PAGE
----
Hard Glacier de Bionnassay vu depuis le chemin menant au Nid d'Aigle

Published on 14 September 2008 | by Pierre-Alexandre

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Nid d’Aigle and Bionnassay Glacier

The Nid d’Aigle is the terminus of the famous Mont Blanc train, the arrival point of a large number of tourists of all nationalities and departure of the route to Mont Blanc.
The route passes through the pastures of the Are and follows along Bionnassay Glacier at the foot of Aiguille de Bionnassay.
The well-marked track, without difficulty down to the bottom of the glacier, becomes harder when it comes to climbing two short metal ladders sealed in the rock and the crossing of a rocky passage equipped with a handrail just before the station of the Nid d’Aigle.
The arrival at the Cabane des Rognes among the ibex is magical, even if the place is very busy in summer. The trail that continues towards Tête Rousse can awaken, in some, the call of the summits under the eternal snow.


  • Difficulty: Hard hiking-icon-moyen
  • Altitude: 2,372 m at the Nid d’Aigle ; 2,768 m at the Baraque des Rognes
  • Ascent: 3 hours 00 min
  • Descent: 2 hours 15 min
  • Elevation Gain: 1,380 meters
  • Round-trip: 13.6 km
  • Map: IGN 3531 ET

 

Getting There

Head towards Chamonix and go to Saint-Gervais. Follow signs for Les Contamines-Montjoie. At the exit of Saint-Gervais after 1 km take the small road left towards Bionnassay.
The mountain road is very narrow and requires vigilance for the possible crossing of vehicles.
Arriving at Bionnassay, head to the car park of Crozat.

GPS Coordinates (WGS 84) of the Starting Point: 45.867903, 6.760265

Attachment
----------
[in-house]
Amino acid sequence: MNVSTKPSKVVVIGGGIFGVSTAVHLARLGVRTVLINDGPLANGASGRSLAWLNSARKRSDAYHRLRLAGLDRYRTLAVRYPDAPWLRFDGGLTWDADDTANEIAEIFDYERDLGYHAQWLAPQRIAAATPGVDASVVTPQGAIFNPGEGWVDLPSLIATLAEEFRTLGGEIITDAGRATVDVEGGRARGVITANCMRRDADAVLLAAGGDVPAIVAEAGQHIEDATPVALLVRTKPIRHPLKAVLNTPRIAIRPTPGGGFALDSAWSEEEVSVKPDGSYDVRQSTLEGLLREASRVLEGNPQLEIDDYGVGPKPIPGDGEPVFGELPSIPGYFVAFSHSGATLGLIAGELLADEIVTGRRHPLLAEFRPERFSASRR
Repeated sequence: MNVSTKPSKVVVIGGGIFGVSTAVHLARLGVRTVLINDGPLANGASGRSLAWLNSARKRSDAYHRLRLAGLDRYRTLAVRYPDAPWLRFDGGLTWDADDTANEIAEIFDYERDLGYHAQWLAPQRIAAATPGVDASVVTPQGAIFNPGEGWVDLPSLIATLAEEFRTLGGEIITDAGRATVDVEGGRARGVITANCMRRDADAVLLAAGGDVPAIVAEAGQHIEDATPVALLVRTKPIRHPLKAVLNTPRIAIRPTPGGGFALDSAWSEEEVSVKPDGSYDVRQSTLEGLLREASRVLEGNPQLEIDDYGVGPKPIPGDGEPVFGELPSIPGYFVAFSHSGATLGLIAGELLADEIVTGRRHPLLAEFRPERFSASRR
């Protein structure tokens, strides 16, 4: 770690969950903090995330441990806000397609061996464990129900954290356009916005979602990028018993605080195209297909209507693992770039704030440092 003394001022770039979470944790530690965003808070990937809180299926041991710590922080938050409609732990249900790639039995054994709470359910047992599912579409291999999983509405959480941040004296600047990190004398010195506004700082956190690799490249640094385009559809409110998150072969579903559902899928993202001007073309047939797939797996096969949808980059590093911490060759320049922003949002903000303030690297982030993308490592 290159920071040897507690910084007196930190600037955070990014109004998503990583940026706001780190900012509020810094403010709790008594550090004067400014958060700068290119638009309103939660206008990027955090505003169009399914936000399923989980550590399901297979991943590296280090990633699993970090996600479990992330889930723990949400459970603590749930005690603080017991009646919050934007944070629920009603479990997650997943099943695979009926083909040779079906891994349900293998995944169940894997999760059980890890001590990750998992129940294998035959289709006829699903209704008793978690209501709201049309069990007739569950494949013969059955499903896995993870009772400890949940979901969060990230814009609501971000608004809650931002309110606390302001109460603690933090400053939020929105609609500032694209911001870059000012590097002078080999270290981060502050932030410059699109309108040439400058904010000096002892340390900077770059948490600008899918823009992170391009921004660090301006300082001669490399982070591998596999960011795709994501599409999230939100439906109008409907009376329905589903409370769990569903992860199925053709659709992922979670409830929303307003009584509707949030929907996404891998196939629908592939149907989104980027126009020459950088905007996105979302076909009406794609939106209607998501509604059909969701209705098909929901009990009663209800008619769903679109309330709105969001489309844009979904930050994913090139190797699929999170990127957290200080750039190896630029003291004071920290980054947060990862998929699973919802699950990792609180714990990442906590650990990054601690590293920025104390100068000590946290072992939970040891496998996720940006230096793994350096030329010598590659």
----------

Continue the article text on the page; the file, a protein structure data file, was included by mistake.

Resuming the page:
Ascent

The trail, marked with signs indicating the direction of the Nid d’Aigle, starts right at the entrance of the Crozat car park. The path enters the forest to get to the chalets of Planet following the high-voltage line. The crossroads is reached very soon after a few switchbacks: leave on the left a footway that goes in the direction of Bellevue, and continue on the right. You arrive then at a barrier delimiting the alpine pastures of the Are. The chalet is located at the top left and is hardly visible from the road.
A small explanatory sign describes the breed of the alpine cows (Hérens breed) that we will meet here.
After an extensive plateau, the route goes up to reach the back of the moraine of Bionnassay Glacier.
The pathway then goes to the left and crosses a small torrent before rising more frankly to get to a first passage equipped with a handrail and then a metal ladder.
A second scale allows the crossing of the last perilous passage. The magnificent landscape on Bionnassay Glacier turns away the eyes from the path that nevertheless requires particular attention on this part of the ascent.
Continue to reach a short portion equipped with a handrail before a long crossing that leads to the arrival station of the Nid d’Aigle.
Follow the road towards the restaurant and take the left track to the Refuge de Tête Rousse and the Cabane des Rognes. The progression is pretty physical in the Désert of Pierre Ronde. Pretty steep, the footpath goes towards a rain gage that is passed on the right.
Another effort and the roof of the Cabane des Rognes appears; Keep moving and bypass the Cabane des Rognes by the left to reach a vertiginous ridge, but without any danger, dominating the Chamonix Valley.
The place is ideal for observing Dôme du Goûter and its visible refuge, Aiguille de Bionnassay, and on the right overlooking the valley, Aiguille du Midi and, on the other side, the Brévent, and the Aravis Range.
Several ibexes accustomed to the frequentation of the places bask in the sun while watching the many hikers and climbers who go to the assault of the mythical “rooftop of Europe.”

Descent

Take the same road as described above. Please note that is strictly forbidden to follow along the railway to go down to the car park.


Photos of the Nid d’Aigle and Bionnassay Glacier

Route

Download the route (KML) Download the route (GPX)


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About the Author

Pierre-Alexandre

I'm a 26-year-old Swiss Urban Planner and Geographer. Fond of mountains and hiking since my very childhood, I founded Randos-MontBlanc.com in 2001 to share my passion with mountain enthusiasts.


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